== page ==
Lori Yuill, Miranda Tadlock and Danielle Antelo in the first iteration of Yuill's The Remembering Happens, 2016. Photo by Tati Vice. Yuill will present the world premiere of the piece as part of the Houston Fringe Festival which will go on as scheduled, on Sept. 5 & 10 at the MATCH.
Two in-town dance studios, Hunter Dance Center and METdance company and studio, are in good shape. Arnoult opened Hunter Dance Center for children's classes today. "Kids need some semblance of normalcy," she says.
Although METdance's studios escaped major damage, there were disappointments. After their success performing on Jacob's Pillow's storied Inside/Out stage, the company was jazzed to present at the ArtsMidwest Conference, which was impossible due to airport and road closures. When they open for classes they plan to take into consideration what their students have gone through.
"METdance always wants to help the dance community and other studios in the suburban areas that had significant damage from Hurricane Harvey. Our executive director Michelle Smith and I talked about giving studio students a place to rehearse and class discounts if their home studio has had flooding," says Marlana Doyle, artistic director of METdance.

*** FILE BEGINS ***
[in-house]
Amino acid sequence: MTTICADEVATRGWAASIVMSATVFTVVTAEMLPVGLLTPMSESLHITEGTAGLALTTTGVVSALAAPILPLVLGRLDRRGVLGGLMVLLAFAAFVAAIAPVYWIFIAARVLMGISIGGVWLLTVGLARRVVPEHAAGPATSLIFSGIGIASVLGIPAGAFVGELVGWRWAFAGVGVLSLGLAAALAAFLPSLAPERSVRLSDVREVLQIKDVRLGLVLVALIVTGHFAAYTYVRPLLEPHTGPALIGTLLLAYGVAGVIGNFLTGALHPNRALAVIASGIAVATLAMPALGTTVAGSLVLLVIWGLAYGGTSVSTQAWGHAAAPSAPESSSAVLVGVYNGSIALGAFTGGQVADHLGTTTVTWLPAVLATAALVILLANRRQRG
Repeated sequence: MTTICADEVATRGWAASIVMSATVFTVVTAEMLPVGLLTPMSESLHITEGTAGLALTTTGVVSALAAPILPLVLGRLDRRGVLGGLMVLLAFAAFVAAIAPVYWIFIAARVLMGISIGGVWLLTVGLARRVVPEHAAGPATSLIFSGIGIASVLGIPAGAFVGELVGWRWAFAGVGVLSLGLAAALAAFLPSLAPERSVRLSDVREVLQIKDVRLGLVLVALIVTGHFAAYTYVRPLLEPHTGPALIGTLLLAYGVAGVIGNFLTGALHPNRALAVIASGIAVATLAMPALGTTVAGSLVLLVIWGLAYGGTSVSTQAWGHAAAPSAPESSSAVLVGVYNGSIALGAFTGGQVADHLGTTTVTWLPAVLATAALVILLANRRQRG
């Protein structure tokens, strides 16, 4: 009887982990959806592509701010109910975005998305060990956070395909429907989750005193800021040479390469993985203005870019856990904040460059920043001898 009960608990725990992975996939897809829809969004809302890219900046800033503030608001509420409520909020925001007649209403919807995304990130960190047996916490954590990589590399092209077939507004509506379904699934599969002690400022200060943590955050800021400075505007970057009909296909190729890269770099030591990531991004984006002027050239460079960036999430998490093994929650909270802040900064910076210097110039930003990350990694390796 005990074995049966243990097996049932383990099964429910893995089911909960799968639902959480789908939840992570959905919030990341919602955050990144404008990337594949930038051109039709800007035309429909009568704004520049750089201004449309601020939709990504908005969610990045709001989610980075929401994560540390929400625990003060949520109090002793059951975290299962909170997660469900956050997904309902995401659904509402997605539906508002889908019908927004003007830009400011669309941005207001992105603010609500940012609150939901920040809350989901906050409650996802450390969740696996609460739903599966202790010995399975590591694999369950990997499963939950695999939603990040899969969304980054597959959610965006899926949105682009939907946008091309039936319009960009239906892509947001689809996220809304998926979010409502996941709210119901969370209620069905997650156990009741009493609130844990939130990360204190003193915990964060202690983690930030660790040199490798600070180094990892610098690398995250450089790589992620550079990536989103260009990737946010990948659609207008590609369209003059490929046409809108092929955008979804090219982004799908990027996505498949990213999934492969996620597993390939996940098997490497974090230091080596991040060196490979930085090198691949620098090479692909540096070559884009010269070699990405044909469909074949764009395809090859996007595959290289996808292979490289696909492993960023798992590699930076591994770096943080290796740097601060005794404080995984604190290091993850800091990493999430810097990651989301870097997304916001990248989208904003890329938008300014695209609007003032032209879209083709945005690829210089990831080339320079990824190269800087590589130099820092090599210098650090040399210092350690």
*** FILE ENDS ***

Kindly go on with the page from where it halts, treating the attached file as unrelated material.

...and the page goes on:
How to Help
Many arts organizations have been busy doing all that they can. Kelly Ann Vitacca, of Vitacca Vocational School For Dance is in the midst of organizing a food, toiletries and baby needs drive for this Friday from 11am to 4pm at Vitacca Dance School. They will store and deliver any donated items to the Houston Food Bank and the Texas Diaper Bank. Expect many more studios to being organizing similar efforts.
The national dance community has been reaching out on Facebook and other social media networks to check on their friends, family and favorite companies and studios, and we appreciate that. Just asking how you can help is a help. Miami City Ballet's moving message of love and support to Houston Ballet exemplified the strength of the national dance community. We all could feel the love.